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Growth and Demand for Physician Assistants

A recent article by Delece Smith-Barrow in U.S. News & World Report’s Graduate School Advice section highlights that an employment surge is likely for physician assistants in the coming years, and for good reasons: with a manageable amount of training, the opportunity of career, and great pay, physician assistants increase access to medical care in America. 
 
In the article, Steve Howe, an associate professor and medical director of the physician assistant program at Marietta College in Ohio, shares, “Jobs like physician assistants may fill a void for the health care industry,” and Smith-Barrow suggests college students with an interest in medicine and who excel in biochemistry consider a physician assistant occupation. 
 
In the 1990s a little more than 50 physician assistant programs existed. Now, less than 15 years later, 187 accredited programs have been established. John McGinnity, president of the American Academy of Physician Assistants and professor at Wayne State University ?in Michigan’s physician assistant program, notes, “The demand [for physician assistants] has really taken off.” According to the Bureau of Labor Statistics, employment of physician assistants is projected to grow 38% from 2012 to 2022, which is faster than the average growth of other occupations.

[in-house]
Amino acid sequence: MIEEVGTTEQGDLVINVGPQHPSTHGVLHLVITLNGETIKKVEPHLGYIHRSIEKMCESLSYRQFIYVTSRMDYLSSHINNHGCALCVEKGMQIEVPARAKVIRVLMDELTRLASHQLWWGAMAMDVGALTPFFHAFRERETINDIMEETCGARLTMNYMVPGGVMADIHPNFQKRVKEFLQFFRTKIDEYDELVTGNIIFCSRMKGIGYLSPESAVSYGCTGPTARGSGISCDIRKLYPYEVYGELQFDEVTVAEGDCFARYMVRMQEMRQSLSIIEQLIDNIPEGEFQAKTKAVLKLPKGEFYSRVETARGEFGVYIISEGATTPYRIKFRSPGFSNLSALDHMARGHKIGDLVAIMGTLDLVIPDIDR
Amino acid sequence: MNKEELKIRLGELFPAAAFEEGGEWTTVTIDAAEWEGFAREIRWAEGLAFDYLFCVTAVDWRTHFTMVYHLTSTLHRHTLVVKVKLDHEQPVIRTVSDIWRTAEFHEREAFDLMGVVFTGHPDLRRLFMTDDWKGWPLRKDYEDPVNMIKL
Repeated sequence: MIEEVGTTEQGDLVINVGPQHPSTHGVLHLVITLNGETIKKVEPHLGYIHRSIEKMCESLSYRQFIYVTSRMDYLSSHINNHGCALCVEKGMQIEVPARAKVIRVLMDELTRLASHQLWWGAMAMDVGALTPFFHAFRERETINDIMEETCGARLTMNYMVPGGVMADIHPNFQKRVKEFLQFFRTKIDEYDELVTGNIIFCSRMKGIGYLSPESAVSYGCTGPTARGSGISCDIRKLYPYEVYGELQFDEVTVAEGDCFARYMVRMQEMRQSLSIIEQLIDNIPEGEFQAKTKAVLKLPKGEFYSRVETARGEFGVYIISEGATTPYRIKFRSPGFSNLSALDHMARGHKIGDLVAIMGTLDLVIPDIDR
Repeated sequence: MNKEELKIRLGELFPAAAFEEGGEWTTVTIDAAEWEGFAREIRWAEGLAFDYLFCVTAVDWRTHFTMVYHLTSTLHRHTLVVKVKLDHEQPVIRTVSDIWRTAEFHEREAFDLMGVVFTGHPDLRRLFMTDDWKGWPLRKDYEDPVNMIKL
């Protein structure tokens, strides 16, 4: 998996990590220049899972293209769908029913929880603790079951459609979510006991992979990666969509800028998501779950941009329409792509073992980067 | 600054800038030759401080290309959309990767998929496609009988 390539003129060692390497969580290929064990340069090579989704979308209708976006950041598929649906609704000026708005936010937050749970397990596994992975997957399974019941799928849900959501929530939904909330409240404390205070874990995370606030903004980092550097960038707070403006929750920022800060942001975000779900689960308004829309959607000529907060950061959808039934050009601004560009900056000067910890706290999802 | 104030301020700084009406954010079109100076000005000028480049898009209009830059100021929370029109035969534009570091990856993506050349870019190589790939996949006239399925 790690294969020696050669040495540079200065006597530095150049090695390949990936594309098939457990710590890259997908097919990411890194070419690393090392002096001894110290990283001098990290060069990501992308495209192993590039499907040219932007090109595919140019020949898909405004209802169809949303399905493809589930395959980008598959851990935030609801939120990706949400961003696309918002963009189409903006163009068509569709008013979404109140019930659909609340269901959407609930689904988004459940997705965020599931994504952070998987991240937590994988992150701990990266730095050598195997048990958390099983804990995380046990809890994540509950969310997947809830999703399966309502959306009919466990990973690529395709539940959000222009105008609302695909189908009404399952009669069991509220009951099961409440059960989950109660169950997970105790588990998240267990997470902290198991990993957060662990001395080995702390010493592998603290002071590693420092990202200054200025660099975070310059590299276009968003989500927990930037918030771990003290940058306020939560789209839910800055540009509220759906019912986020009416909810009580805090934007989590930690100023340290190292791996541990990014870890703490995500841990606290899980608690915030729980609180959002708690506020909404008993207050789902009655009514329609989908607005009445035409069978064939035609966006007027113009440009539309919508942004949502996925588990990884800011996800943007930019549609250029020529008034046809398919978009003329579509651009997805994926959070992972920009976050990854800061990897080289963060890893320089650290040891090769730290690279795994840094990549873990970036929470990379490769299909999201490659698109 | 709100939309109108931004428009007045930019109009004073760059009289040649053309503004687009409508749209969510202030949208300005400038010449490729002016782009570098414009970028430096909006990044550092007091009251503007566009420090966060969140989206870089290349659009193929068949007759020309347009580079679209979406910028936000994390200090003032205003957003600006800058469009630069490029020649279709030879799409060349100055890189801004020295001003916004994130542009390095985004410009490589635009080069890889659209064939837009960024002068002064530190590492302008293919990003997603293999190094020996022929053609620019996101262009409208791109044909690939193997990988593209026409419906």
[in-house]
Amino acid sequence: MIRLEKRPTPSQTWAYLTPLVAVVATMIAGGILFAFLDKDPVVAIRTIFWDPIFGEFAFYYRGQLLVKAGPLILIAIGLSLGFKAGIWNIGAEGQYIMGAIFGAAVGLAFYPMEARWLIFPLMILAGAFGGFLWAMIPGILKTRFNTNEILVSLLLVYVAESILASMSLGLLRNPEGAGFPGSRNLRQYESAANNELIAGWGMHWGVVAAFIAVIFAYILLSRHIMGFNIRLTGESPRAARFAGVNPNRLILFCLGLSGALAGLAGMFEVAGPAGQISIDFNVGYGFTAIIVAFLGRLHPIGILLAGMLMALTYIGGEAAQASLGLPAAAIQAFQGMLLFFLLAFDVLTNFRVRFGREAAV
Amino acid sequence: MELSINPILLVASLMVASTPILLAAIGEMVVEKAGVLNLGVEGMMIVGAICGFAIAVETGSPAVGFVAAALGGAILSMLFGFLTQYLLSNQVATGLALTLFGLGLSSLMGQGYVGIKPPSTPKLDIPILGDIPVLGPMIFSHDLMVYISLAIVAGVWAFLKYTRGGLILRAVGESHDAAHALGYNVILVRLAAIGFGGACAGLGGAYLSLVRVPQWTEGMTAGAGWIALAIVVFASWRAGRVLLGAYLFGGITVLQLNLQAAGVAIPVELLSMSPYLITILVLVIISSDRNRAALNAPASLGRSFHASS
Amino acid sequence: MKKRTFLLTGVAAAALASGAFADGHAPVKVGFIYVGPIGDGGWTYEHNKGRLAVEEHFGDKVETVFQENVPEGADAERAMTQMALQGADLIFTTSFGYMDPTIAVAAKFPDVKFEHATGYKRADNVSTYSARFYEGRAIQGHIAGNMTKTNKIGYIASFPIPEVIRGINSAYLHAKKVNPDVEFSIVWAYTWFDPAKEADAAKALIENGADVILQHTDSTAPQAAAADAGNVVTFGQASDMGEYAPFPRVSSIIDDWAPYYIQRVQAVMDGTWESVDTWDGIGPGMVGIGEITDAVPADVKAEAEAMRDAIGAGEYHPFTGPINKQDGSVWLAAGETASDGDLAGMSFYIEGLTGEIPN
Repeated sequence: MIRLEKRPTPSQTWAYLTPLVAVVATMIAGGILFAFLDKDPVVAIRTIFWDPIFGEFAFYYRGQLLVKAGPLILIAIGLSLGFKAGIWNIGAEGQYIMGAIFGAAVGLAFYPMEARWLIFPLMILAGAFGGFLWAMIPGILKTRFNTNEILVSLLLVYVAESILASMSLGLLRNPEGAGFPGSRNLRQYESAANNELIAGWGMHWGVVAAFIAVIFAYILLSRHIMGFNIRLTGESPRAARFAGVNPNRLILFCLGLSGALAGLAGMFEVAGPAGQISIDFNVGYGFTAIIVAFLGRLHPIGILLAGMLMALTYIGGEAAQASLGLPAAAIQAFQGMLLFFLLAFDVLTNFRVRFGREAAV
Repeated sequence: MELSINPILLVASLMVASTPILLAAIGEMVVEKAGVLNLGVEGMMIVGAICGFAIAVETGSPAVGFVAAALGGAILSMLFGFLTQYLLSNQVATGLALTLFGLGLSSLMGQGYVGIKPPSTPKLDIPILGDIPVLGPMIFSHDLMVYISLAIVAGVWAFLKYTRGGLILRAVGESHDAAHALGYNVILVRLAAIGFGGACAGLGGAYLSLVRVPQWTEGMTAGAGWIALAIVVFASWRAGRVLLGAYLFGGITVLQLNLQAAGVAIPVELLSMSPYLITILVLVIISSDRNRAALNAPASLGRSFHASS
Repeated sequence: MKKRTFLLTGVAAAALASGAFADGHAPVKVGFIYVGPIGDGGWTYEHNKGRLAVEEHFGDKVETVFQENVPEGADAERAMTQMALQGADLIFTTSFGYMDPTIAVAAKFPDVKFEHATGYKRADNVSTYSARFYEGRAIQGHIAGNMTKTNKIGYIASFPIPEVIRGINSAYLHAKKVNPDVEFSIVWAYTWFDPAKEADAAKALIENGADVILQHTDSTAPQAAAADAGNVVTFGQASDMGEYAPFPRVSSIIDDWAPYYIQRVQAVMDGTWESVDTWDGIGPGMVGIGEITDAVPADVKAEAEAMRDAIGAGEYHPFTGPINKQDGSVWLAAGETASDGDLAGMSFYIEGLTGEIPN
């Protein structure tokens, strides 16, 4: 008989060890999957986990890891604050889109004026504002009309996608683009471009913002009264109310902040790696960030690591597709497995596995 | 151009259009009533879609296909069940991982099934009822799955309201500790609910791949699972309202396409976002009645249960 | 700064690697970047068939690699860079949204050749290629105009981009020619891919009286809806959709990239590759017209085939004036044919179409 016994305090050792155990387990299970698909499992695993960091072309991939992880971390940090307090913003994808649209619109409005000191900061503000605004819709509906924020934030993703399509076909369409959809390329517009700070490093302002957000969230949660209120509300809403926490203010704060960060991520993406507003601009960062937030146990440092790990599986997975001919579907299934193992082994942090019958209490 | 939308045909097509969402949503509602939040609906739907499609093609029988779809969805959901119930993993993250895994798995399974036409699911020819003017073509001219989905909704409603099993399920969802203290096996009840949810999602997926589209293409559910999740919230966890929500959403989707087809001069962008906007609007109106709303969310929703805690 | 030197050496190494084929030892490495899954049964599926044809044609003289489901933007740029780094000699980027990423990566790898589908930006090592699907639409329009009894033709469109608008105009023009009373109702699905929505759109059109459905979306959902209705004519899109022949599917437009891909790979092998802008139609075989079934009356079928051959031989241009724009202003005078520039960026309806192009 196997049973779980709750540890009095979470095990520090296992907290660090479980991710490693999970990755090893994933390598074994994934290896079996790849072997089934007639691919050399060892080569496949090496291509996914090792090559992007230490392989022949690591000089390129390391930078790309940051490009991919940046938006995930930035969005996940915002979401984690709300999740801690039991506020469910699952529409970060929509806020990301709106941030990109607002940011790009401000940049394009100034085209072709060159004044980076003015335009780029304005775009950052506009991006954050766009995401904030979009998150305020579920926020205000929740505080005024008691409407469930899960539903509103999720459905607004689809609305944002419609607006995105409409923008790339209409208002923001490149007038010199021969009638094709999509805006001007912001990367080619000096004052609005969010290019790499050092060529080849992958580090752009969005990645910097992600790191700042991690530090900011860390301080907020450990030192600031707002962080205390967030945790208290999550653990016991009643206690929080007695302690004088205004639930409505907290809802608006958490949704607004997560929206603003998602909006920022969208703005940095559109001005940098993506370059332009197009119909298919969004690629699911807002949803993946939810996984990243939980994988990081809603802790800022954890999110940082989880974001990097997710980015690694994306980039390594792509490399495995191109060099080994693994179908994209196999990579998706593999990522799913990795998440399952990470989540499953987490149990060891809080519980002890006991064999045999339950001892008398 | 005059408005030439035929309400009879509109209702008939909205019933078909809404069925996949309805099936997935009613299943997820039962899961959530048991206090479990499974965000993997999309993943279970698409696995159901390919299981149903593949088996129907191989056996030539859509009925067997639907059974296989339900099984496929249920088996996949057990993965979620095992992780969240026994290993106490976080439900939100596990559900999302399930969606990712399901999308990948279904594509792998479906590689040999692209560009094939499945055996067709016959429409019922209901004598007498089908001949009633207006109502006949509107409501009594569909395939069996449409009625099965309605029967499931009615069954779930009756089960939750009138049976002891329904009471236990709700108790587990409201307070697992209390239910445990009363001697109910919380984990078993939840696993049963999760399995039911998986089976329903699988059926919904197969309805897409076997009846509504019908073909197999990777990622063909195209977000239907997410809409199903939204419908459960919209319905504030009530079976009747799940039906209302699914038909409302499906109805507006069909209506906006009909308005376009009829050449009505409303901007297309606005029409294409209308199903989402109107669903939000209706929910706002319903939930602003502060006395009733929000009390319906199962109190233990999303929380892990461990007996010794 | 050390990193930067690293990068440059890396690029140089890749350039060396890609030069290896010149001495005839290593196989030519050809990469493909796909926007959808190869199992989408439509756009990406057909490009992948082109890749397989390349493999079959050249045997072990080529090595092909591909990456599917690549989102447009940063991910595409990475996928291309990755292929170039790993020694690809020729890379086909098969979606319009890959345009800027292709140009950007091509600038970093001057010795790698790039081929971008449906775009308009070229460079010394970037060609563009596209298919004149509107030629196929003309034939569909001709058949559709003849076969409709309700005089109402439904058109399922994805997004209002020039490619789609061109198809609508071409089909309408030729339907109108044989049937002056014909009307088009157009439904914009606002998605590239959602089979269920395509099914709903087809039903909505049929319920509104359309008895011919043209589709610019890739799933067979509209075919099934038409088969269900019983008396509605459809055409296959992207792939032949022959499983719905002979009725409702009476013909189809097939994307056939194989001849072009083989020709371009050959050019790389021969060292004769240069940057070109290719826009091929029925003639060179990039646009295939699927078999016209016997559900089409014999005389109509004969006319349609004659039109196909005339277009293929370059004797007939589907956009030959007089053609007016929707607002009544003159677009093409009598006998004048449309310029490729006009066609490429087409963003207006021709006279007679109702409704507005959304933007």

Still, Smith-Barrow writes that students choosing between different medical professions need to weigh several key factors including schooling and training, career flexibility, and pay. She shares McGinnity’s path as an example: he didn’t want to lead or run a medical practice by himself. However, as a physician assistant he especially enjoys working in a dynamic team environment. “The collaborative nature of the work and the opportunity to only focus on patients are some of the best aspects of the job for him,” writes Smith-Barrow. 
 
McGinnity shares, “For me it is truly about access,” and helping people with limited health care resources is part of the nature of being a physician assistant.
 
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Image: Jasleen Kaur




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